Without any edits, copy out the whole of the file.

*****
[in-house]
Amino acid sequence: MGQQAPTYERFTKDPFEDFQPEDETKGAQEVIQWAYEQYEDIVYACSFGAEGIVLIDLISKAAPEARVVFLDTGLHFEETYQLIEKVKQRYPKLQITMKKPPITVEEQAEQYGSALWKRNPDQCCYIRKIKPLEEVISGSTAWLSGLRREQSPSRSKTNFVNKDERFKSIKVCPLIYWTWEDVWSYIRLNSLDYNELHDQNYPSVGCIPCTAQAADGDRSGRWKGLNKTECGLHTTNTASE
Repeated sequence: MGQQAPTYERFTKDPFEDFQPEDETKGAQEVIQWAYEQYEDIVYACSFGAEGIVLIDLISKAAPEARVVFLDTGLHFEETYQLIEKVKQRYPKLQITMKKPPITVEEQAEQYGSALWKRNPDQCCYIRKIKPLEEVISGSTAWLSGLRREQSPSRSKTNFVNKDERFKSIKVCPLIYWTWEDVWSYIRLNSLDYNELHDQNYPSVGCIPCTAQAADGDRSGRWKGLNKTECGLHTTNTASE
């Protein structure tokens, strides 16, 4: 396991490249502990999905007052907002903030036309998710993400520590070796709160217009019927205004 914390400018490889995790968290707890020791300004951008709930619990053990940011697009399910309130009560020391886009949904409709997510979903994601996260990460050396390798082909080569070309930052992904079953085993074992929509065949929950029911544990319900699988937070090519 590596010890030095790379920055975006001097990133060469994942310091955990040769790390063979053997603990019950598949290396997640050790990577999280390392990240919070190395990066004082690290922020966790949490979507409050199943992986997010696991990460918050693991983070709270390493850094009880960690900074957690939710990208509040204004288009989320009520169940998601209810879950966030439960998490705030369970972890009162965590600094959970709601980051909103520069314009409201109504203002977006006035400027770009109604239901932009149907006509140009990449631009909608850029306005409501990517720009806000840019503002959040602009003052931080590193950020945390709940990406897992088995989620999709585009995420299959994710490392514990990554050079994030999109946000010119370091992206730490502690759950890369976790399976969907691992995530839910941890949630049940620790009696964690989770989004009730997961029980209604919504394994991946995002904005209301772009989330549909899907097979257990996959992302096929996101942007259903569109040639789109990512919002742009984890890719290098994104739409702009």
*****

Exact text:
[in-house]
Amino acid sequence: MGQQAPTYERFTKDPFEDFQPEDETKGAQEVIQWAYEQYEDIVYACSFGAEGIVLIDLISKAAPEARVVFLDTGLHFEETYQLIEKVKQRYPKLQITMKKPPITVEEQAEQYGSALWKRNPDQCCYIRKIKPLEEVISGSTAWLSGLRREQSPSRSKTNFVNKDERFKSIKVCPLIYWTWEDVWSYIRLNSLDYNELHDQNYPSVGCIPCTAQAADGDRSGRWKGLNKTECGLHTTNTASE
Repeated sequence: MGQQAPTYERFTKDPFEDFQPEDETKGAQEVIQWAYEQYEDIVYACSFGAEGIVLIDLISKAAPEARVVFLDTGLHFEETYQLIEKVKQRYPKLQITMKKPPITVEEQAEQYGSALWKRNPDQCCYIRKIKPLEEVISGSTAWLSGLRREQSPSRSKTNFVNKDERFKSIKVCPLIYWTWEDVWSYIRLNSLDYNELHDQNYPSVGCIPCTAQAADGDRSGRWKGLNKTECGLHTTNTASE
């Protein structure tokens, strides 16, 4: 396991490249502990999905007052907002903030036309998710993400520590070796709160217009019927205004 914390400018490889995790968290707890020791300004951008709930619990053990940011697009399910309130009560020391886009949904409709997510979903994601996260990460050396390798082909080569070309930052992904079953085993074992929509065949929950029911544990319900699988937070090519 590596010890030095790379920055975006001097990133060469994942310091955990040769790390063979053997603990019950598949290396997640050790990577999280390392990240919070190395990066004082690290922020966790949490979507409050199943992986997010696991990460918050693991983070709270390493850094009880960690900074957690939710990208509040204004288009989320009520169940998601209810879950966030439960998490705030369970972890009162965590600094959970709601980051909103520069314009409201109504203002977006006035400027770009109604239901932009149907006509140009990449631009909608850029306005409501990517720009806000840019503002959040602009003052931080590193950020945390709940990406897992088995989620999709585009995420299959994710490392514990990554050079994030999109946000010119370091992206730490502690759950890369976790399976969907691992995530839910941890949630049940620790009696964690989770989004009730997961029980209604919504394994991946995002904005209301772009989330549909899907097979257990996959992302096929996101942007259903569109040639789109990512919002742009984890890719290098994104739409702009």